Build and use the area as a museum like they are doing at met

Instead they gave millions of taxpayer money to the developer around 20 something millions ( and maybe to Mr Penelas) and now we have a doggy park and the circle hasn’t been exposed , it’s cover with soil and grass and nobody have seeing it in 20 years

When are they going to fix this situation ?

Anonymous

Because the weather was causing the exposed limestone to weathering. While I disagree how they did it, protecting was also important.

Anonymous

Was the building’s architecture changed, because from the renders it looks considerably better, especially with the “bow” feature and further consistent facades instead of the cheap mess Stantec likes.

Concerning the interior design, mixing modernism with vernacular architecture of a primitive culture we know little about is a recipe for disaster. Also, most the Tequesta were killed off by the Seminoles long before William Brickell arrived in Miami. I would have liked something more akin to the Royal Palm Hotel.

Anonymous

The Tequesta were not killed off by the Seminoles, they were transitioned, in missionary efforts, between Cuba and Miami. They were either killed off by disease, or by Spainards in mutual battles, over 300 years till 1770, when the last remaining Spanish Record of their existence was written. The last “known”, “Tequesta” people were sent to Cuba in 1770.

Tequesta was also a name used by a Dutch map in 1630, supposedly given to the Biscayne Bay as “Chequesta”, later on turning into Tequesta as a name for the people)

Here are some souces:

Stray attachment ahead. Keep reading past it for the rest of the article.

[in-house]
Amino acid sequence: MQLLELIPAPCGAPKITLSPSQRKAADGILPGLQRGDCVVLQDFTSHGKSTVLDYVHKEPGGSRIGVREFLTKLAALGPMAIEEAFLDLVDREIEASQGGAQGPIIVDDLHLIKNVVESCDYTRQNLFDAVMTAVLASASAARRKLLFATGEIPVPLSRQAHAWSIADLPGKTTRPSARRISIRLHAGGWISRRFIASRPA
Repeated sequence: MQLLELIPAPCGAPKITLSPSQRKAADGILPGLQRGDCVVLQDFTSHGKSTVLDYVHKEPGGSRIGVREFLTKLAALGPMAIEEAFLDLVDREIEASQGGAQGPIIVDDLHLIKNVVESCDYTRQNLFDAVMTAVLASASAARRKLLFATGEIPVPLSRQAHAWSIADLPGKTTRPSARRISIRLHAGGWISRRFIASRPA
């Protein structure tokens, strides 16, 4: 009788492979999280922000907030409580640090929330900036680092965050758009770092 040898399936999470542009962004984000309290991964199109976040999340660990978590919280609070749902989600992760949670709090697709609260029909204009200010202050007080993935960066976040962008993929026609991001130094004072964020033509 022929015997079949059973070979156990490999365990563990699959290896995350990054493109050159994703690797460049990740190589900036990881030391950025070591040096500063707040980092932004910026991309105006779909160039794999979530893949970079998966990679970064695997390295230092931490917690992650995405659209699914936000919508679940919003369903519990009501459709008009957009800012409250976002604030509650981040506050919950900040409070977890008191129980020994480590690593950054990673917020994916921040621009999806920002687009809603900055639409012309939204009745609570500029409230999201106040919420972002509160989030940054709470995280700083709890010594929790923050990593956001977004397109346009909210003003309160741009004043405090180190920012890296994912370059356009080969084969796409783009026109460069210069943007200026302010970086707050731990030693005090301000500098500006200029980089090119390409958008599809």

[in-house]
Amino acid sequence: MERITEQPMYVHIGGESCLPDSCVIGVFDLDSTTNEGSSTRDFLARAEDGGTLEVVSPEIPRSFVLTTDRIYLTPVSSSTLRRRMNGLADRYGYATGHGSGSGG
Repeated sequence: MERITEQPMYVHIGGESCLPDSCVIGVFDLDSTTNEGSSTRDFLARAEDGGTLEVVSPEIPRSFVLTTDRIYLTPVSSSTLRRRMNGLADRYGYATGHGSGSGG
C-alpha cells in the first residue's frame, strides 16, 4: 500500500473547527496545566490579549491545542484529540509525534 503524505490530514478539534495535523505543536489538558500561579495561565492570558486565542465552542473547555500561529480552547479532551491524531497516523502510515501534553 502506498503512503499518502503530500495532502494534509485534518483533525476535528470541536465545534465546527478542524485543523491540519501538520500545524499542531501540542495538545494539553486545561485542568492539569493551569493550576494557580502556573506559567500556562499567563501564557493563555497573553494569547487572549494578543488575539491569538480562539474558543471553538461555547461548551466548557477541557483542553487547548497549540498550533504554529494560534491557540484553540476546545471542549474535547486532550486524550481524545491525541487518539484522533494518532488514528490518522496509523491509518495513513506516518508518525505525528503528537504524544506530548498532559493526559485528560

Ehrenberg, Ralph E. “Marvellous countries and lands,” Notable Maps of Florida, 1507-1846, Broward County Library

“The Caloosa Village Tequesta A Miami of the Sixteenth Century by Robert E. McNicoll”, Florida International University

Yet Another Anonymous

“Tribal chic” just sounds like a disrespectful on so many levels attempt at propriety.

miami1

Oh my God the PC Police is out in force today!!! Let’s tear down all of Coral Gables because we appropriated Mediterranean/Italian architecture!!

Anonymous

Coral Gables is not appropriated Italian architecture. It is an appropriated, Spanish-Moorish, Architecture motif. Inspired by the book “Tales of the Alhambra”. It’s why the streets have Spanish names. They are named after words from the book, it was supposedly one of the developers favorite books. It is a fantasy planned community, based on the fantasy of a “Spanish” book. However, This “Tequesta” lobby is regulated by the City of Miami building code to have to incorporate a “Tequesta aesthetic motif” because it is located next to a site of Miami’s historic merit. The design group here has incorporated stereotypical native American images. Its like if Coral Gables used the words “Chorizo” street or “Matador” lane and then constructed a big bullfighting rink where the Golf course is now. You see it is important to use the correct aesthetic design and language in relation to the group of people you claim to be depicting. Out of respect for the people and out of respect for yourself and your reputation. Reputation and respect are what give you more success and subsequent business as a Architecture firm. Here are some sources for you to read, where you can find all of the… Read more »